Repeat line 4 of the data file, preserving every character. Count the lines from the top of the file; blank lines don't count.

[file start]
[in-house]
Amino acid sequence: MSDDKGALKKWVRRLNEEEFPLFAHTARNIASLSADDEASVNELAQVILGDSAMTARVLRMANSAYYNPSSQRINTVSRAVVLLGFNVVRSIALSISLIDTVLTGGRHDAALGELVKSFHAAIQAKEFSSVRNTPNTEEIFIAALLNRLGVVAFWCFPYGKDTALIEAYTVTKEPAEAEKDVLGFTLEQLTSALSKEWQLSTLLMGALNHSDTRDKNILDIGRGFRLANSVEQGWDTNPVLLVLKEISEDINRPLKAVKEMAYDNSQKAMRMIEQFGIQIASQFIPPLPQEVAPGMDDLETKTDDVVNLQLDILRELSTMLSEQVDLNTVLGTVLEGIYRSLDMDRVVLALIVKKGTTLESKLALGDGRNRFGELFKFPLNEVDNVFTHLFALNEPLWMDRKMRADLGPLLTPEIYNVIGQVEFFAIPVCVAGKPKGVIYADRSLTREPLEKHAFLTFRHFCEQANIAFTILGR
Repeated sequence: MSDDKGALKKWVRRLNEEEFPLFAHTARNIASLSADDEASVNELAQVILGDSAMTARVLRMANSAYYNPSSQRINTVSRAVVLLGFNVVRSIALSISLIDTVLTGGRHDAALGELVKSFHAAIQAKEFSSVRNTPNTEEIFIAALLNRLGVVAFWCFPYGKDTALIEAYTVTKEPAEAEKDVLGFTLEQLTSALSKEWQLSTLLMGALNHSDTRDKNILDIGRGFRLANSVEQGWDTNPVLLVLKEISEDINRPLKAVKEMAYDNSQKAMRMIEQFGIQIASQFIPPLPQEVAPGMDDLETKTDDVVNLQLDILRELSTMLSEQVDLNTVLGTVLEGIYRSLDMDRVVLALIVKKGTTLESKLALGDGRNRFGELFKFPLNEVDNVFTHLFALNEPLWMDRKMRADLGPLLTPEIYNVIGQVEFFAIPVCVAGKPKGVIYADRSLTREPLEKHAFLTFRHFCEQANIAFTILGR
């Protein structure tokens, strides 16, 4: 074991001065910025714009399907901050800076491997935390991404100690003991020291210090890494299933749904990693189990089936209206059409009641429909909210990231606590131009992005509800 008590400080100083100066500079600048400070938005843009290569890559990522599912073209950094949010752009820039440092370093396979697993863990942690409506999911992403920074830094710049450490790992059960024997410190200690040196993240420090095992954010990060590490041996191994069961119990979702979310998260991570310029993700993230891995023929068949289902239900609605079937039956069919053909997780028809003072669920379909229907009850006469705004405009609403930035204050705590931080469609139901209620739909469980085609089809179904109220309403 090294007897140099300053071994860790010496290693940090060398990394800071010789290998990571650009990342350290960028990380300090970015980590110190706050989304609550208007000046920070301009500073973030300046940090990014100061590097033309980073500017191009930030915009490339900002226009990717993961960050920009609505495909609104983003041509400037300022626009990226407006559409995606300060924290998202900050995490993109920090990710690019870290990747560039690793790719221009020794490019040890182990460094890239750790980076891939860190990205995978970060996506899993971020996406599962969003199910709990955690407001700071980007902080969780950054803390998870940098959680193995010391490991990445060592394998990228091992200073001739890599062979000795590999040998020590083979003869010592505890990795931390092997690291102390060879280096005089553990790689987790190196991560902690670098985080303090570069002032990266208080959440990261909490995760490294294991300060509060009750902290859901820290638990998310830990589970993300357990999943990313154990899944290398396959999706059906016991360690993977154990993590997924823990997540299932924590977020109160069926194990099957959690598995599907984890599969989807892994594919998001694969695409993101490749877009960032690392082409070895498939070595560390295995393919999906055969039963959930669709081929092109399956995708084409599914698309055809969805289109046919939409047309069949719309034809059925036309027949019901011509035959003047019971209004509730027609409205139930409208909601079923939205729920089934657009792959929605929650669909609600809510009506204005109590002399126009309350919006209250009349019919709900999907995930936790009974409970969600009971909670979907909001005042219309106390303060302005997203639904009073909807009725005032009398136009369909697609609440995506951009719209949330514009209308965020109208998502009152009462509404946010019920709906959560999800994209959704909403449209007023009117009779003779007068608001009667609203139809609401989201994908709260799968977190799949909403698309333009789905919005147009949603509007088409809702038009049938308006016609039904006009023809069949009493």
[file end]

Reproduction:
């Protein structure tokens, strides 16, 4: 074991001065910025714009399907901050800076491997935390991404100690003991020291210090890494299933749904990693189990089936209206059409009641429909909210990231606590131009992005509800 008590400080100083100066500079600048400070938005843009290569890559990522599912073209950094949010752009820039440092370093396979697993863990942690409506999911992403920074830094710049450490790992059960024997410190200690040196993240420090095992954010990060590490041996191994069961119990979702979310998260991570310029993700993230891995023929068949289902239900609605079937039956069919053909997780028809003072669920379909229907009850006469705004405009609403930035204050705590931080469609139901209620739909469980085609089809179904109220309403 090294007897140099300053071994860790010496290693940090060398990394800071010789290998990571650009990342350290960028990380300090970015980590110190706050989304609550208007000046920070301009500073973030300046940090990014100061590097033309980073500017191009930030915009490339900002226009990717993961960050920009609505495909609104983003041509400037300022626009990226407006559409995606300060924290998202900050995490993109920090990710690019870290990747560039690793790719221009020794490019040890182990460094890239750790980076891939860190990205995978970060996506899993971020996406599962969003199910709990955690407001700071980007902080969780950054803390998870940098959680193995010391490991990445060592394998990228091992200073001739890599062979000795590999040998020590083979003869010592505890990795931390092997690291102390060879280096005089553990790689987790190196991560902690670098985080303090570069002032990266208080959440990261909490995760490294294991300060509060009750902290859901820290638990998310830990589970993300357990999943990313154990899944290398396959999706059906016991360690993977154990993590997924823990997540299932924590977020109160069926194990099957959690598995599907984890599969989807892994594919998001694969695409993101490749877009960032690392082409070895498939070595560390295995393919999906055969039963959930669709081929092109399956995708084409599914698309055809969805289109046919939409047309069949719309034809059925036309027949019901011509035959003047019971209004509730027609409205139930409208909601079923939205729920089934657009792959929605929650669909609600809510009506204005109590002399126009309350919006209250009349019919709900999907995930936790009974409970969600009971909670979907909001005042219309106390303060302005997203639904009073909807009725005032009398136009369909697609609440995506951009719209949330514009209308965020109208998502009152009462509404946010019920709906959560999800994209959704909403449209007023009117009779003779007068608001009667609203139809609401989201994908709260799968977190799949909403698309333009789905919005147009949603509007088409809702038009049938308006016609039904006009023809069949009493």